The Virage was a beautiful addition to the Aston Martin family, but it was sadly discontinued after 18 months of production. Being slotted between the DB9 & DBS ended up being the death of the car, as both enthusiasts and potential buyers were confused by its placement in the lineup. It was good while it lasted though.
I love all the Astons, but the Vantage caught my eye in a special way. I can't quite put my finger on it, but I gravitated towards it the most of all the cars. Maybe it was the blue?
The next set of cars on display were supplied by San Francisco's Academy of Art University. Their collection is fairly extensive, and includes some extremely rare vehicles, such as this Pierce Arrow.
I don't think I'll ever get over how humongous some classic and collector cars can be, even by today's standards of a large vehicle. I believe this one is a Packard. Big and beautiful is an understatement.
In contrast to the large pretty cars, there were also a few quirky mini cars. This one is my favorite, it's called a Messerschmitt Kr175. It's a three-wheeled bubble car from Germany.
Good luck pronouncing the name of this one: Antibianchi Bianchina Trasformabile. It's actually based off the original Fiat 500 and was fitted with one the smallest Fiat engines produced. Not much is known beyond that, but gosh it's adorable! Kind of reminds me of the Mini Cooper, you know, back when it was actually mini.
You want iconic classic cars? You got em. The 1953 Jaguar XK 120 SE Roadster is one of the most coveted Jags ever created. This particular car has won several awards and appeared at many shows. It also stayed with its original owners throughout this time until just recently, as I learned from reading its plaque. I'm glad they were able to enjoy it until the end.
The vehicle pictured here needs no introduction, the 1955 Mercedes Benz 300 SL, known as The Gullwing. I would've loved to see it with the doors open, but I can't possibly complain. Doors open or not, it's truly gorgeous. You can easily see the resemblance between it and the new SLS.
Now this is something I've never seen before, a 1953 Nash Healey. Apparently the car was the product of a partnership between Donald Healey and Nash-Kelvinator CEO George W. Mason, who met aboard a ship crossing between the United States and England. The design provoked a " love it or hate it" response, but we can at least agree that it's highly unique.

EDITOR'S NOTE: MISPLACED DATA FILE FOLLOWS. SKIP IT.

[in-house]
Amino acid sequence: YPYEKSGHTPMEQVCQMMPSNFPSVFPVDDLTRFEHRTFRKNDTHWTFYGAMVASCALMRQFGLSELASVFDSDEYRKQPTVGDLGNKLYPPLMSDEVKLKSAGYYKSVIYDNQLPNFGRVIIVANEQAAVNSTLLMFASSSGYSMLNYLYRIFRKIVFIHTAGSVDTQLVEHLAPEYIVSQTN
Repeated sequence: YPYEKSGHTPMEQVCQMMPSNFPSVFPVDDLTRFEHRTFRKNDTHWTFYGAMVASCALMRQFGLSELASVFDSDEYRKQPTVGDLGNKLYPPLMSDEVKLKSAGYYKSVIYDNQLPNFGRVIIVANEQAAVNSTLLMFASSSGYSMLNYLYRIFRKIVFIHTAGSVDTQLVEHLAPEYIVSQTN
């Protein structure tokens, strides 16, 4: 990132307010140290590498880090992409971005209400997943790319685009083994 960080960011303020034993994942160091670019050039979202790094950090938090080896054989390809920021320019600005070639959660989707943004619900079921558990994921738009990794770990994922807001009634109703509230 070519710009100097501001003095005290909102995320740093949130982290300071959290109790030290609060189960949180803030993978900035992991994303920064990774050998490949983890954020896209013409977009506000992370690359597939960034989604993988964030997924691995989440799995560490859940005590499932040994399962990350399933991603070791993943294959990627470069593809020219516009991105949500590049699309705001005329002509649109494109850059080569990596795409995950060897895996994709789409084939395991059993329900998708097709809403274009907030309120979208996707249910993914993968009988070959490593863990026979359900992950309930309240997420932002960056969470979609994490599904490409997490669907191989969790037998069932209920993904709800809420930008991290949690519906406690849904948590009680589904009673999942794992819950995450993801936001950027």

Although I didn't take many pictures of the 2013 production model cars, I got a few photos of the ones I found most interesting. BMW's are not my favorite, but there are a few models I genuinely admire. The new M6 is one of them. I've always liked the 6 series, and now that BMW stepped it up a notch, I like it even more.
When Hyundai first produced the Veloster, I didn't know what to think. It was a funny little car with a concealed third door on its right side and a bug-like face that I wasn't convinced would get very far, yet they're now producing a turbo version! And I dig it.
Tesla's Model S has been getting all kinds of attention lately, but let's not forget the car that started it for them: the Roadster. A truly sporty electric car was unheard of before Tesla developed the Roadster and challenged that idea. The roadster is super light-weight, can go up 243 miles on a single charge. Green technology that looks good? Yes please!
How could I not get a photo of the FR-S? Even though they're becoming a common sight for me, I can't get enough of them. I also took the time to sit inside this one and I honestly didn't want to get out. I could've taken one out for a test drive at the show, but both the manual and the automatic were fully booked. Guess I'll have to go to a dealership, oh well. There was also a BRZ, but there were so many people around it I couldn't get a photo. I'm sure I'll be forgiven though :) They are twins after all.
Finally, I'll end with the Mercedes Benz SLS AMG at the entrance to the show. I decided to double back to get better photos because it had been so popular earlier in the day. By 9:30pm, nearly everyone was gone, and I got a rare opportunity as things were closing down.
I GOT TO SIT IN IT! Being in the driver's seat of a supercar is really amazing, I can't fully describe how it felt. All I know is, I could get used to it. Hopefully it becomes a regular thing in the future when I become super successful & finally get my Aston Martin? In the mean time, I can always look at this picture and remember what a great moment this was for me.
That's it for the S.F. Auto Show, hope you enjoyed it!